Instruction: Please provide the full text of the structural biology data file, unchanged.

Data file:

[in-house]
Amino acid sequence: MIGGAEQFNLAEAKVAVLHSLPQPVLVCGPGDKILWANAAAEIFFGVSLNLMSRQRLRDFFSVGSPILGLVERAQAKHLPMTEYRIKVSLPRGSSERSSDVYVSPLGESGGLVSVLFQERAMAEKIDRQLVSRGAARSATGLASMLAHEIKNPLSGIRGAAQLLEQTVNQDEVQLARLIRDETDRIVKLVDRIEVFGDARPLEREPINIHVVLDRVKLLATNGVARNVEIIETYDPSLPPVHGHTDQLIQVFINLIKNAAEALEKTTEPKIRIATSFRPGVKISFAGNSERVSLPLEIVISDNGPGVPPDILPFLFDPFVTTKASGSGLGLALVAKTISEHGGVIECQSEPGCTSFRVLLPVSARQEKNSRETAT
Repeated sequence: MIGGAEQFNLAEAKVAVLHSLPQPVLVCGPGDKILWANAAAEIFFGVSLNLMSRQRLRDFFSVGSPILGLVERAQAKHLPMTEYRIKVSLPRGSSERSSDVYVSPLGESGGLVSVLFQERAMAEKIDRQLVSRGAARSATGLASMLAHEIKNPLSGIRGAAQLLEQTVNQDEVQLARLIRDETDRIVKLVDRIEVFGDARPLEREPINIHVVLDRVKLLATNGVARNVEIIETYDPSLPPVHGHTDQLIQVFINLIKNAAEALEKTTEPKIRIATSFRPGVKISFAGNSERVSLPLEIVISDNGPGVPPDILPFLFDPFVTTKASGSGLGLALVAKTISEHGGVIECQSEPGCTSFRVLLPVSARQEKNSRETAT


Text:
[in-house]
Amino acid sequence: MIGGAEQFNLAEAKVAVLHSLPQPVLVCGPGDKILWANAAAEIFFGVSLNLMSRQRLRDFFSVGSPILGLVERAQAKHLPMTEYRIKVSLPRGSSERSSDVYVSPLGESGGLVSVLFQERAMAEKIDRQLVSRGAARSATGLASMLAHEIKNPLSGIRGAAQLLEQTVNQDEVQLARLIRDETDRIVKLVDRIEVFGDARPLEREPINIHVVLDRVKLLATNGVARNVEIIETYDPSLPPVHGHTDQLIQVFINLIKNAAEALEKTTEPKIRIATSFRPGVKISFAGNSERVSLPLEIVISDNGPGVPPDILPFLFDPFVTTKASGSGLGLALVAKTISEHGGVIECQSEPGCTSFRVLLPVSARQEKNSRETAT
Repeated sequence: MIGGAEQFNLAEAKVAVLHSLPQPVLVCGPGDKILWANAAAEIFFGVSLNLMSRQRLRDFFSVGSPILGLVERAQAKHLPMTEYRIKVSLPRGSSERSSDVYVSPLGESGGLVSVLFQERAMAEKIDRQLVSRGAARSATGLASMLAHEIKNPLSGIRGAAQLLEQTVNQDEVQLARLIRDETDRIVKLVDRIEVFGDARPLEREPINIHVVLDRVKLLATNGVARNVEIIETYDPSLPPVHGHTDQLIQVFINLIKNAAEALEKTTEPKIRIATSFRPGVKISFAGNSERVSLPLEIVISDNGPGVPPDILPFLFDPFVTTKASGSGLGLALVAKTISEHGGVIECQSEPGCTSFRVLLPVSARQEKNSRETAT